Context: Nearly 44 million youth participate in organized youth sports programs in the United States (US). However, approximately 25% of parents have considered removing their children from sports due to fear of concussion.

Objective: To determine which adult decision-making modifiers (e.g., gender, educational attainment, career type, etc.) influence support for youth contact sports participation.

Design: Survey research.

Setting: Midwestern university and medical center.

Patients or Other Participants: Convenience sample of staff and faculty (N=5761; 73.9% female) from 2017–2018.

Main Outcome Measures: Support of youth contact sports participation using multivariate binary logistic regression to calculate odds ratios and 95% confidence intervals.

Results: The sample was split between adults with children (AWC; n=3465, age=45.39±13.27 years, 76.72% female) and adults without children (AWOC; n=2296, age=30.84±9.01 years, 70.26% female). Among AWC, those who obtained a Bachelor's degree or higher were more likely to support contact sports participation. Females were more inclined to allow all contact sports, specifically football (2.22; CI=1.64,3.01) and ice hockey (1.98; CI=1.42,2.78). Overall, previous adult sport participation, increasing number of children, and child gender were significant modifying variables in greater support of youth contact sports participation amongst AWC (p's<.001). In AWOC, previous sports participation in football (3.27; CI=2.14,4.87), ice hockey (4.26; CI=2.23,8.17), and soccer (2.29; CI=1.48,3.54) increased the likelihood of an adult supporting contact sports participation. Lastly, all adults were less inclined to support a daughter to participate in any contact sport compared to a son.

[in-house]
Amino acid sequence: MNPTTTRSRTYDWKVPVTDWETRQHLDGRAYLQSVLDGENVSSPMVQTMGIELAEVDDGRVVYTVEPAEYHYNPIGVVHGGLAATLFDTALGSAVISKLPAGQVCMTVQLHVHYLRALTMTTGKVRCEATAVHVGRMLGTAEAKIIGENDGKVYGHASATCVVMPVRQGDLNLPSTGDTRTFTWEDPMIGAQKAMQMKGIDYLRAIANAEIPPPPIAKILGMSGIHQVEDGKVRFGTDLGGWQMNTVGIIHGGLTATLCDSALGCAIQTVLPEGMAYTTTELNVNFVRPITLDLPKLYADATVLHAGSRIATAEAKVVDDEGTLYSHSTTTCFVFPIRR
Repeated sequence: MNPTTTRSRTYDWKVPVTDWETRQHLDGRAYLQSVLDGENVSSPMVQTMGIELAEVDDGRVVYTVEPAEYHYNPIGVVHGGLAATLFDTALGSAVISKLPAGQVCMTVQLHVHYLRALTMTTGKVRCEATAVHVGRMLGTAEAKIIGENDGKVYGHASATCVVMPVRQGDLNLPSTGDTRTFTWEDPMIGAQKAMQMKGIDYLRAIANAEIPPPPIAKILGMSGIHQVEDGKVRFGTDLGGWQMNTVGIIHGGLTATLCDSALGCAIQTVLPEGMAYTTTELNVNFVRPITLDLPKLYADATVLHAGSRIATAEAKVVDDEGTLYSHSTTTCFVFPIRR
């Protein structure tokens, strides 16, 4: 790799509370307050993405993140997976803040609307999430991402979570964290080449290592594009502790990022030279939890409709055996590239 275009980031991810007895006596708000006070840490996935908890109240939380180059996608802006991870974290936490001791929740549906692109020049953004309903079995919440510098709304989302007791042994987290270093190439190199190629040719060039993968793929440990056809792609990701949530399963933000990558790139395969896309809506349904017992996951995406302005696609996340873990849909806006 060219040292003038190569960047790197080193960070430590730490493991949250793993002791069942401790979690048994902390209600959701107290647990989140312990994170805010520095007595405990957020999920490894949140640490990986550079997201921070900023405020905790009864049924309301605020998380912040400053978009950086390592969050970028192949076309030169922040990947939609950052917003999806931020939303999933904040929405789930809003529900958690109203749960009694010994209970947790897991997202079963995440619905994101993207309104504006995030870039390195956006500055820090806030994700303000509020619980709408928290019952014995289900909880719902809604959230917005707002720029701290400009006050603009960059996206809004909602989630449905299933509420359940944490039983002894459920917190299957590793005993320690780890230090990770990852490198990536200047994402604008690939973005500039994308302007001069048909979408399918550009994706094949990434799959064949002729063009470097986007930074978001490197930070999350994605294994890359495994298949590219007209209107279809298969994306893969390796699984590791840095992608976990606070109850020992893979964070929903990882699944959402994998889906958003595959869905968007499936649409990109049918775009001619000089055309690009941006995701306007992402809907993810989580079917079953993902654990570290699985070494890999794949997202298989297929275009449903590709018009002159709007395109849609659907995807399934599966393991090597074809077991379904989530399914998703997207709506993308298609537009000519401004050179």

Conclusions: These results unveil adult and child-specific variables which may influence youth contact sports participation. These decisions may be developed through the lens of certain gender role beliefs and may lead adults to perceive certain sports to be appropriate for sons compared to daughters.

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